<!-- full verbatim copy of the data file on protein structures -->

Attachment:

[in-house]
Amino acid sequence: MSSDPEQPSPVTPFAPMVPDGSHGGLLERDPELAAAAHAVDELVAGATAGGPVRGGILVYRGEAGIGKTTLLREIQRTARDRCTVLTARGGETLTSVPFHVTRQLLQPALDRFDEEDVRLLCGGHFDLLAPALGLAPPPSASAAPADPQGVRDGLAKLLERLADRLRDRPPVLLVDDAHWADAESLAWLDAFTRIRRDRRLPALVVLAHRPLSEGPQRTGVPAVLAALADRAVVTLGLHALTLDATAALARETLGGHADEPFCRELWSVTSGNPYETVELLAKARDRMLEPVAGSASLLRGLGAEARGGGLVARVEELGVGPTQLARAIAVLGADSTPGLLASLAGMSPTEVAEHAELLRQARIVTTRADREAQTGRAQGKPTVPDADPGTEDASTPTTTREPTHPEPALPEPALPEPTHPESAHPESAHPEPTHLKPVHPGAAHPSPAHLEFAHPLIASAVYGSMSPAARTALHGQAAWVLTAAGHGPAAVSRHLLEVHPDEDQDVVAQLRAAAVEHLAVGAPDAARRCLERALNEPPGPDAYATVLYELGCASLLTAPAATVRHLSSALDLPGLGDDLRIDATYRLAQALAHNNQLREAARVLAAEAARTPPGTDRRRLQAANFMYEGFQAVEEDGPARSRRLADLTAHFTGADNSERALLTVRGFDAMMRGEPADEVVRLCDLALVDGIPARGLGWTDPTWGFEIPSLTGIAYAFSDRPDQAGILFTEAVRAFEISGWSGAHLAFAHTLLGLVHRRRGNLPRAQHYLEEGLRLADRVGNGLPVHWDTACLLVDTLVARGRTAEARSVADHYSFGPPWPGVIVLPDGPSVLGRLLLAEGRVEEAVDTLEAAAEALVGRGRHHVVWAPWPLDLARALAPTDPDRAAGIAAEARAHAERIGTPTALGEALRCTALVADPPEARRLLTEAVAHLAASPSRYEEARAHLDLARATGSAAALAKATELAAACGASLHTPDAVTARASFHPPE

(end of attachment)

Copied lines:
[in-house]
Amino acid sequence: MSSDPEQPSPVTPFAPMVPDGSHGGLLERDPELAAAAHAVDELVAGATAGGPVRGGILVYRGEAGIGKTTLLREIQRTARDRCTVLTARGGETLTSVPFHVTRQLLQPALDRFDEEDVRLLCGGHFDLLAPALGLAPPPSASAAPADPQGVRDGLAKLLERLADRLRDRPPVLLVDDAHWADAESLAWLDAFTRIRRDRRLPALVVLAHRPLSEGPQRTGVPAVLAALADRAVVTLGLHALTLDATAALARETLGGHADEPFCRELWSVTSGNPYETVELLAKARDRMLEPVAGSASLLRGLGAEARGGGLVARVEELGVGPTQLARAIAVLGADSTPGLLASLAGMSPTEVAEHAELLRQARIVTTRADREAQTGRAQGKPTVPDADPGTEDASTPTTTREPTHPEPALPEPALPEPTHPESAHPESAHPEPTHLKPVHPGAAHPSPAHLEFAHPLIASAVYGSMSPAARTALHGQAAWVLTAAGHGPAAVSRHLLEVHPDEDQDVVAQLRAAAVEHLAVGAPDAARRCLERALNEPPGPDAYATVLYELGCASLLTAPAATVRHLSSALDLPGLGDDLRIDATYRLAQALAHNNQLREAARVLAAEAARTPPGTDRRRLQAANFMYEGFQAVEEDGPARSRRLADLTAHFTGADNSERALLTVRGFDAMMRGEPADEVVRLCDLALVDGIPARGLGWTDPTWGFEIPSLTGIAYAFSDRPDQAGILFTEAVRAFEISGWSGAHLAFAHTLLGLVHRRRGNLPRAQHYLEEGLRLADRVGNGLPVHWDTACLLVDTLVARGRTAEARSVADHYSFGPPWPGVIVLPDGPSVLGRLLLAEGRVEEAVDTLEAAAEALVGRGRHHVVWAPWPLDLARALAPTDPDRAAGIAAEARAHAERIGTPTALGEALRCTALVADPPEARRLLTEAVAHLAASPSRYEEARAHLDLARATGSAAALAKATELAAACGASLHTPDAVTARASFHPPE